Ineligible person cannot appoint arbitrator

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ineligible person cannot appoint arbitrator

In a recent judgment in the Bharat Broadband Network Ltd. (BBNL) v United Telecoms Ltd case, the Supreme Court held that the appointment of an arbitrator by a person ineligible to be an arbitrator is void ab initio (invalid from the outset) according to section 12(5) of the Arbitration and Conciliation Act 1996 (act). n a recent judgment in the Bharat Broadband Network Ltd. (BBNL) v United Telecoms Ltd case, the Supreme Court held that the appointment of an arbitrator by a person ineligible to be an arbitrator is void ab initio (invalid from the outset) according to section 12(5) of the Arbitration and Conciliation Act 1996 (act).

In this case, involving a contractual dispute, United Telecoms invoked the arbitration clause in 2017 and sought the appointment of an arbitrator. The chairman and managing director (CMD) of BBNL appointed K H Khan as the arbitrator. Later, BBNL sought the withdrawal of Khan from the proceedings because an ineligible person could not appoint an arbitrator and the CMD of one of the parties to the arbitration was ineligible to act as an arbitrator. Therefore, the appointment would be held null and void. However, United Telecoms did not object to the continuation of Khan as arbitrator. As Khan rejected the request for withdrawal, the order was challenged by BBNL under sections 14 and 15 of the act before Delhi High Court.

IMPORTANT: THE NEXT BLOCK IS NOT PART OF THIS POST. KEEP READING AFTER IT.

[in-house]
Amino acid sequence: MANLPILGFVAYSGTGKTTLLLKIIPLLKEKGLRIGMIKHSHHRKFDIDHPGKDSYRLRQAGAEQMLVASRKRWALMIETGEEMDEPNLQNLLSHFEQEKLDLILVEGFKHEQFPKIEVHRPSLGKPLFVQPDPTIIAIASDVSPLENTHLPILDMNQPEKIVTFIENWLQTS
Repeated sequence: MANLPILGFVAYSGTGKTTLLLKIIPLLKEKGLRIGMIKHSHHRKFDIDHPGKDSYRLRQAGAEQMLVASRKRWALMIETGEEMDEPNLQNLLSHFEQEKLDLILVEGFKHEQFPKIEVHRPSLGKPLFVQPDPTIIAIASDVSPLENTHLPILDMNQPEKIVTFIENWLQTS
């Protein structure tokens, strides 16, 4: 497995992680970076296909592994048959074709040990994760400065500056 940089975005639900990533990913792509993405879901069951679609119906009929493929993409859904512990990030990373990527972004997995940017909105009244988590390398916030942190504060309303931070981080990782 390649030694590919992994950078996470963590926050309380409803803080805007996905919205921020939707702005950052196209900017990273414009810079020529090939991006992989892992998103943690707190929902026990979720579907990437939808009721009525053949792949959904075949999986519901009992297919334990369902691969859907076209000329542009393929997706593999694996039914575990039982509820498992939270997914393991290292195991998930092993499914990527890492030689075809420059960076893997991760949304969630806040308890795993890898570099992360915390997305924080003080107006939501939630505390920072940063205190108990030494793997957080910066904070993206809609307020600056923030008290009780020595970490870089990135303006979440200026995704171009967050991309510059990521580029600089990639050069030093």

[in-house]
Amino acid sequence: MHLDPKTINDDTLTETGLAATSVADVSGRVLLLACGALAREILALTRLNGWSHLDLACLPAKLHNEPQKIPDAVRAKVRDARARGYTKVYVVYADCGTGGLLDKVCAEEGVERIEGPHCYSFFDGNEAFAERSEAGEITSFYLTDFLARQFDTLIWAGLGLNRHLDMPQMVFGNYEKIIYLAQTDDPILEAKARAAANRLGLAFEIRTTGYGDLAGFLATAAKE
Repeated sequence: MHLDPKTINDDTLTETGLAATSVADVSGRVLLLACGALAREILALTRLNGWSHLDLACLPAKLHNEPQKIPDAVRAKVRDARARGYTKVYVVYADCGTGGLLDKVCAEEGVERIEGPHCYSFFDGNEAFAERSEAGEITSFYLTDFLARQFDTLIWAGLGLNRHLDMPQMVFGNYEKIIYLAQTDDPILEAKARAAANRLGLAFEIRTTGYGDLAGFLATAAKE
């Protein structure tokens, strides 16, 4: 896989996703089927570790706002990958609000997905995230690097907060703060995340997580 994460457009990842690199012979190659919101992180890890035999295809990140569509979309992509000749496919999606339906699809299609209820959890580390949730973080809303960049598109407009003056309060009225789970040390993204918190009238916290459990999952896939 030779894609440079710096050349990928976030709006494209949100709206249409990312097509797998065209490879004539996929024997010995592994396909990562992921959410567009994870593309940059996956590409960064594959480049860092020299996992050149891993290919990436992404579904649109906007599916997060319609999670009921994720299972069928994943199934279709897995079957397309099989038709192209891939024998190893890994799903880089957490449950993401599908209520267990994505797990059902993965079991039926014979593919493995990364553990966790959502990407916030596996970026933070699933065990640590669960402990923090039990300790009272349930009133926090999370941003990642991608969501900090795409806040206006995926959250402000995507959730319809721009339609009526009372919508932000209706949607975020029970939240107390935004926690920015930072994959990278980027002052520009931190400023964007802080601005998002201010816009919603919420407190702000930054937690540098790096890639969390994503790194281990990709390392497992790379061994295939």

The high court dismissed the challenge, holding that BBNL was estopped from questioning the mandate of the arbitrator appointed by it. The court also gave a waiver of objections as per proviso to section 12(5) of the act based on the conduct of the parties, i.e., BBNL appointing the arbitrator and United Telecoms filing claim statement in proceedings before him.

BBNL challenged the high court judgment. The Supreme Court, allowing the appeal of BBNL, held that the ineligibility under section 12(5) of the act was de jure in nature, leading to automatic termination of his mandate.

The Supreme Court held that the fact that United Telecoms filed a claim statement before the arbitrator cannot constitute a waiver and that the waiver of objection under section 12(5) of the act should be express and in writing.

The dispute digest is compiled by Bhasin & Co, a corporate law firm based in New Delhi. The authors can be contacted at [email protected]. Readers should not act on the basis of this information without seeking professional legal advice.